A stochastic Galerkin method for the Euler equations with Roe variable transformation
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AbstractThe Euler equations subject to uncertainty in the initial and boundary conditions are investigated via the stochastic Galerkin approach. We present a new fully intrusive method based on a variable transformation of the continuous equations. Roe variables are employed to get quadratic dependence in the flux function and a well-defined Roe average matrix that can be determined without matrix inversion.In previous formulations based on generalized polynomial chaos expansion of the physical variables, the need to introduce stochastic expansions of inverse quantities, or square roots of stochastic quantities of interest, adds to the number of possible different ways to approximate the original stochastic problem. We present a method where the square roots occur in the choice of variables, resulting in an unambiguous problem formulation.The Roe formulation saves computational cost compared to the formulation based on expansion of conservative variables. Moreover, the Roe formulation is more robust and can handle cases of supersonic flow, for which the conservative variable formulation fails to produce a bounded solution. For certain stochastic basis functions, the proposed method can be made more effective and well-conditioned. This leads to increased robustness for both choices of variables. We use a multi-wavelet basis that can be chosen to include a large number of resolution levels to handle more extreme cases (e.g. strong discontinuities) in a robust way. For smooth cases, the order of the polynomial representation can be increased for increased accuracy. © 2013 Elsevier Inc.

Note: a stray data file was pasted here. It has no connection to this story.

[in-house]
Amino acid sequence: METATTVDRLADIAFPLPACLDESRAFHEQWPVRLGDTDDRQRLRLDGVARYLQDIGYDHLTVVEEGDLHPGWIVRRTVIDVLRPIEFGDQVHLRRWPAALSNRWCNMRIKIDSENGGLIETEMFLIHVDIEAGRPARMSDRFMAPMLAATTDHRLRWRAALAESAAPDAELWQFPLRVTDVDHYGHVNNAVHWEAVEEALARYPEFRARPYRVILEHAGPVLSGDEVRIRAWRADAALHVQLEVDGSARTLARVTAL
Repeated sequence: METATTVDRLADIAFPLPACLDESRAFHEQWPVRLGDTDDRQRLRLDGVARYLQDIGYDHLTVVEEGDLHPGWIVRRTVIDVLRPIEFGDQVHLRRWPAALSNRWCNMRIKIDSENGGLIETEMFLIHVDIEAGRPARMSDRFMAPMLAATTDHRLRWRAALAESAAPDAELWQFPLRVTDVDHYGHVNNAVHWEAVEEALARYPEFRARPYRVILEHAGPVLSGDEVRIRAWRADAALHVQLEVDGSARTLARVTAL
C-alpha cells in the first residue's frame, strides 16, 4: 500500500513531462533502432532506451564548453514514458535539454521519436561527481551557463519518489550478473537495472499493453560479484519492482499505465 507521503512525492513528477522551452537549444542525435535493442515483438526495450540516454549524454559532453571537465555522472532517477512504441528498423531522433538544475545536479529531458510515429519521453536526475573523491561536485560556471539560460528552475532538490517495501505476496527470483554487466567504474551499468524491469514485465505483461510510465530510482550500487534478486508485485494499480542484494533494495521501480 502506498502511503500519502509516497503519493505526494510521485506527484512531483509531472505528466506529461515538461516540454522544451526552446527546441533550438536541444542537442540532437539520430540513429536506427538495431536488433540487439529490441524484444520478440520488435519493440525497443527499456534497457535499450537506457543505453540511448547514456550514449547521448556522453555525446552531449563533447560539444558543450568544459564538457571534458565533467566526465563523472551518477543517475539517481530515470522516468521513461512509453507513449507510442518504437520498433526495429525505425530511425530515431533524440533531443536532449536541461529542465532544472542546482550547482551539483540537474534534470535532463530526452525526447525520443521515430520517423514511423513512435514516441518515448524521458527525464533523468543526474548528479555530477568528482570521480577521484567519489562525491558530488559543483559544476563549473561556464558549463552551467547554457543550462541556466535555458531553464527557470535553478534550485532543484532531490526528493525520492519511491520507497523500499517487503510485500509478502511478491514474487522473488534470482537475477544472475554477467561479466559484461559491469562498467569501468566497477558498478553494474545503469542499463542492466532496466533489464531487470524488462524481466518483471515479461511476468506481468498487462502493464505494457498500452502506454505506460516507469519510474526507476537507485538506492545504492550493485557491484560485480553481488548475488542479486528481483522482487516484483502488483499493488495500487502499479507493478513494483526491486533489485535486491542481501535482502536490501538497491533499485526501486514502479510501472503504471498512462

CitationPettersson P, Iaccarino G, Nordström J (2014) A stochastic Galerkin method for the Euler equations with Roe variable transformation. Journal of Computational Physics 257: 481–500. Available: http://dx.doi.org/10.1016/j.jcp.2013.10.011.
SponsorsThis work is supported by King Abdullah University of Science and Technology (KAUST).
JournalJournal of Computational Physics